Belgrade reacts to Haradinaj becoming a prime minister

The former guerrilla commander accused by Serbia of war crimes, Ramush Haradinaj is on course to become Kosovo’s prime minister following general elections in the Balkan country.

Results from Sunday’s election showed that a broad coalition, dubbed the “war wing” because of its association with former guerrillas from the 1998-99 Kosovo-Serbia war, had over 34 per cent after 91 per cent of the votes had been counted on Monday.

Ramush Haradinaj, the centre-right coalition’s candidate for prime minister, is wanted by Belgrade for war crimes allegedly committed during the war, and earlier this year tried to have him extradited to face trial.

 If the results stand and Mr Haradinaj becomes prime minister it could further strain relations with Russian-backed Serbia. 

Belgrade still refuses to recognise its former province as an independent state, and the presence and status of a Serb minority in Kosovo has been a constant source of friction between the two foes.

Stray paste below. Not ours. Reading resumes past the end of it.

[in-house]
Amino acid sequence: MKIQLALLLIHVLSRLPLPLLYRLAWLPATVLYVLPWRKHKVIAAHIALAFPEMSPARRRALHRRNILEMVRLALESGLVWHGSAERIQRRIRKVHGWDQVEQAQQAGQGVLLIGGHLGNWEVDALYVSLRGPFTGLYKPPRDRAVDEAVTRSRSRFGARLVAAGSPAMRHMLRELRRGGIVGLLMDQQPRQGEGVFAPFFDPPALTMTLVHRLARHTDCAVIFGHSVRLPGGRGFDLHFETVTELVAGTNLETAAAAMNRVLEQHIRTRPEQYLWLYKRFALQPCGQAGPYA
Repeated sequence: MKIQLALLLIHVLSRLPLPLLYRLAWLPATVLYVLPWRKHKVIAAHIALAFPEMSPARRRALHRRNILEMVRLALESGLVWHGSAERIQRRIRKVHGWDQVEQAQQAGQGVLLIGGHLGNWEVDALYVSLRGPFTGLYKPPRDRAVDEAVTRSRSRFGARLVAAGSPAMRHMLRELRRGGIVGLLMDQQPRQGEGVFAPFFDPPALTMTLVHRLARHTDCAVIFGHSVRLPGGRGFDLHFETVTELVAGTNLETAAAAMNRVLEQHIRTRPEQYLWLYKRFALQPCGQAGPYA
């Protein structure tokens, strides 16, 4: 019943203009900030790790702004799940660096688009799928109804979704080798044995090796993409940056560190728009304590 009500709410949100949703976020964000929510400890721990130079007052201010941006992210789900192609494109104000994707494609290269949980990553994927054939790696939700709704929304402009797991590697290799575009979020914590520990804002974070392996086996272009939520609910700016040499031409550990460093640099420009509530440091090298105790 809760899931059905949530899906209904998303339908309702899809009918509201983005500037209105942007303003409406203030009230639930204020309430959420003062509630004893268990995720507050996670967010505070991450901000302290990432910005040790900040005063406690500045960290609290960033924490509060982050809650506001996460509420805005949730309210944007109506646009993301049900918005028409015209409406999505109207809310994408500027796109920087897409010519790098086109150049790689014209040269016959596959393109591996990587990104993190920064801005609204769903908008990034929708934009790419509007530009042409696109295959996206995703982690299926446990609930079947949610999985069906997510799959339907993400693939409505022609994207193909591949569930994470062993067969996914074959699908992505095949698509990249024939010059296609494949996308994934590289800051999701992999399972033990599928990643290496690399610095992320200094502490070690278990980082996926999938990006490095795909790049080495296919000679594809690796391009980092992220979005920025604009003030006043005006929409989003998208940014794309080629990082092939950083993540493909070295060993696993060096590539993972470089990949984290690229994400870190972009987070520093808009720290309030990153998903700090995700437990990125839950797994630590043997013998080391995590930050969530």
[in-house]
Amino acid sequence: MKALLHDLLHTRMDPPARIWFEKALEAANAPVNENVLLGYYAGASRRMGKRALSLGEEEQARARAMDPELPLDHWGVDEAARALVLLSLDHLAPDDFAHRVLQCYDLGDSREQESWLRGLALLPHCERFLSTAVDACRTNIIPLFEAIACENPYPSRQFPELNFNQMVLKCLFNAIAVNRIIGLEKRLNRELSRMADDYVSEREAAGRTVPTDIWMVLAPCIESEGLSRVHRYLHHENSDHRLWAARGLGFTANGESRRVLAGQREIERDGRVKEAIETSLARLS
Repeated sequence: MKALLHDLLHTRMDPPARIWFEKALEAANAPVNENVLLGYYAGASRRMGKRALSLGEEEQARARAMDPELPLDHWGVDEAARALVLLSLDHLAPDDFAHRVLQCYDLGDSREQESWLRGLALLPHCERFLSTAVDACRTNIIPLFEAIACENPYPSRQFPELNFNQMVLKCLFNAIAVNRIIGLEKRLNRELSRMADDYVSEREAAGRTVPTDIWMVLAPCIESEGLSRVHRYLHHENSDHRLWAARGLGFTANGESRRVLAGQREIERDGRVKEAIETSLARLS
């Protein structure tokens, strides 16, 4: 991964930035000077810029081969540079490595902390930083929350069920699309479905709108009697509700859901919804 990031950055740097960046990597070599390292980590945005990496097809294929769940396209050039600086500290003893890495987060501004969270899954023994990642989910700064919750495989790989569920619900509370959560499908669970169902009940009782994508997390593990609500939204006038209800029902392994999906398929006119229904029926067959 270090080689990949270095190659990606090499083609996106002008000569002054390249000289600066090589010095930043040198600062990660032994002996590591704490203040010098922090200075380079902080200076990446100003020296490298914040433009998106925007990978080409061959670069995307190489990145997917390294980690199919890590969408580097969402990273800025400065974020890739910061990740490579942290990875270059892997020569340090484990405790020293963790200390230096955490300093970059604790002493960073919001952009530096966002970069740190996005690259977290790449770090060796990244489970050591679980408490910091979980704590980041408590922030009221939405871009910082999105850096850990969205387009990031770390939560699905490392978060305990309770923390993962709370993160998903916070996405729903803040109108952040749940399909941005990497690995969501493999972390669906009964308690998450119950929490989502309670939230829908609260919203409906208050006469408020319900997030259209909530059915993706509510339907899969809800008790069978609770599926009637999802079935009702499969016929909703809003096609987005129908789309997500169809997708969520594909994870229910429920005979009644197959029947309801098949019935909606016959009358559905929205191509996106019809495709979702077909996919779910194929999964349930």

The election comes at a time of mounting unease in the western Balkans. Rising ethnic tensions and nationalism have reanimated old divisions, prompting warnings of a possible return to conflict.

Russia has stepped into exploit a power void left by a West distracted by domestic concerns, in an effort to stymie EU and NATO expansion.

“The so-called ‘war coalition,’ which has won most votes in the elections, is a group that has openly threatened Serbs, and that will create a lot of problems for us,” said Aleksandar Vucic, the Serb president, yesterday/Monday.

Mr Vucic also welcomed the formation of a united Serb bloc in Kosovo that “will be protecting the interests of Serbia and Serbs” in the country. But the president added that he would continue with a dialogue with Pristina in order “to preserve peace and stability”.

The victorious coalition faces formidable challenges, if it takes office as expected. Unemployment stands at 30 per cent, the national health service is struggling to function, and it will have to decide on the fate of a border demarcation agreement with Montenegro.

The EU has set the ratification of the agreement as a condition for granting Kosovo citizens visa-free access to the Schengen zone, but in the past some of the winning coalition parties, opposed it claiming it would hand land over to Montenegro.

(The Daily Telegraph, 12.06.2017)



This post is also available in: Italiano

Share this post

Leave a Reply

Your email address will not be published.

scroll to top